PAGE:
This is an action in tort to recover for the alleged conversion of an automobile. The case was heard by the court, and upon the facts found judgment was rendered for the defendant. The plaintiff excepted.
In the year 1919 the defendant and B.W. Goodfellow were partners under the firm name of Goodfellow Company. Their business was the selling of automobiles at retail. A partnership known as Manley Brothers was at that time the wholesale distributor of Essex automobiles for the state of Vermont. On the 23rd of September, 1919, Goodfellow Company purchased of Manley Brothers a certain Essex sedan and gave a conditional sale note and contract in payment for the sum of $1,995, payable thirty days from date, to Manley Brothers. In the contract it was agreed that the Essex sedan should be and remain the property of Manley Brothers until the note and any renewal or renewals thereof were fully paid. The note was signed "The Goodfellow Company. E.X. Somers." The automobile was sold and delivered to the Goodfellow Company for the purpose of resale, and it was understood and agreed by all parties concerned that Manley Brothers would extend credit to the Goodfellow Company for whatever time should be necessary in order to enable them to sell the car in the regular course of business, and that the Goodfellow Company would use the proceeds of the sale of the car to pay the note. This was in accordance with the general understanding to this effect which the parties had in such transactions.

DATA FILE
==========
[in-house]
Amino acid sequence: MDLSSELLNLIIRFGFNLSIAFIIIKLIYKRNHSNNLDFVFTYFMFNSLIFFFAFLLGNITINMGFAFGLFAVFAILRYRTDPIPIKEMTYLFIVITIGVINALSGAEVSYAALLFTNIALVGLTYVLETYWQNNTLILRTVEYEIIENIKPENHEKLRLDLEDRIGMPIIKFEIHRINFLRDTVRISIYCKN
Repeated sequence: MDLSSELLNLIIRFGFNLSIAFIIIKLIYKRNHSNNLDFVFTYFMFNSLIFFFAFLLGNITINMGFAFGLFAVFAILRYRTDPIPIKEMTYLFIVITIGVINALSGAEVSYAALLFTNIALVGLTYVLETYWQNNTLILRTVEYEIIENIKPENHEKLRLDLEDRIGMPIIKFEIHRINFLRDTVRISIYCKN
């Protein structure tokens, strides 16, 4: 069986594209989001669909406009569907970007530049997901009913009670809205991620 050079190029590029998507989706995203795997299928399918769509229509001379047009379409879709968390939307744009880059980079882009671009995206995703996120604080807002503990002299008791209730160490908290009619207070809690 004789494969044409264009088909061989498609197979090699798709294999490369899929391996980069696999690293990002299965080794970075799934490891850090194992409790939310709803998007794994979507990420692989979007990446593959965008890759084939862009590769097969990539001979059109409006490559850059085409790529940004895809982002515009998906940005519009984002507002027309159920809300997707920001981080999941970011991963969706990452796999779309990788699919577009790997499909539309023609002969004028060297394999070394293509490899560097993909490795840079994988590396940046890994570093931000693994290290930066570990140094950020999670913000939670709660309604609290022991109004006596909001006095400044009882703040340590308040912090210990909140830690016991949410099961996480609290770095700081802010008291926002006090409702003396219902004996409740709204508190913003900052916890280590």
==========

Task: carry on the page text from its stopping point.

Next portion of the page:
On January 1, 1920, Manley Brothers incorporated and became the plaintiff in this suit, Manley Brothers Company, Inc., and thereafter obtained title to the conditional sale agreement and note. The Goodfellow Company also became incorporated and became the Goodfellow Company, Inc., at what date did not appear, but it was before the sale of the car at retail as hereinafter set forth.
Before the lien note became due the Goodfellow Company sent to the payee a negotiable bank note for the face of the lien note, together with a check for the accrued interest, which was accepted. This bank note was renewed and the interest paid on the following dates: December 23, 1919, April 2, 1920, June 23, 1920, August 23, 1920, November 23, 1920, February 23, 1921, and April 23, 1921. The lien note itself was never otherwise renewed or paid, and the last renewal note was not paid. On December 4, 1920, the Goodfellow Company, Inc., sold the automobile to a person named Lamorey for $2,500, which was the fair market value of the car. Payment was made in part by the delivery of an old car in exchange at a valuation of $350, and orders for clothing at Lamorey's store to the amount of $350, and the balance of $1,800 was agreed to be paid in clothing on or before December 25, 1920. There was no evidence that any other merchandise than the used car and the clothing valued at $350 was ever received.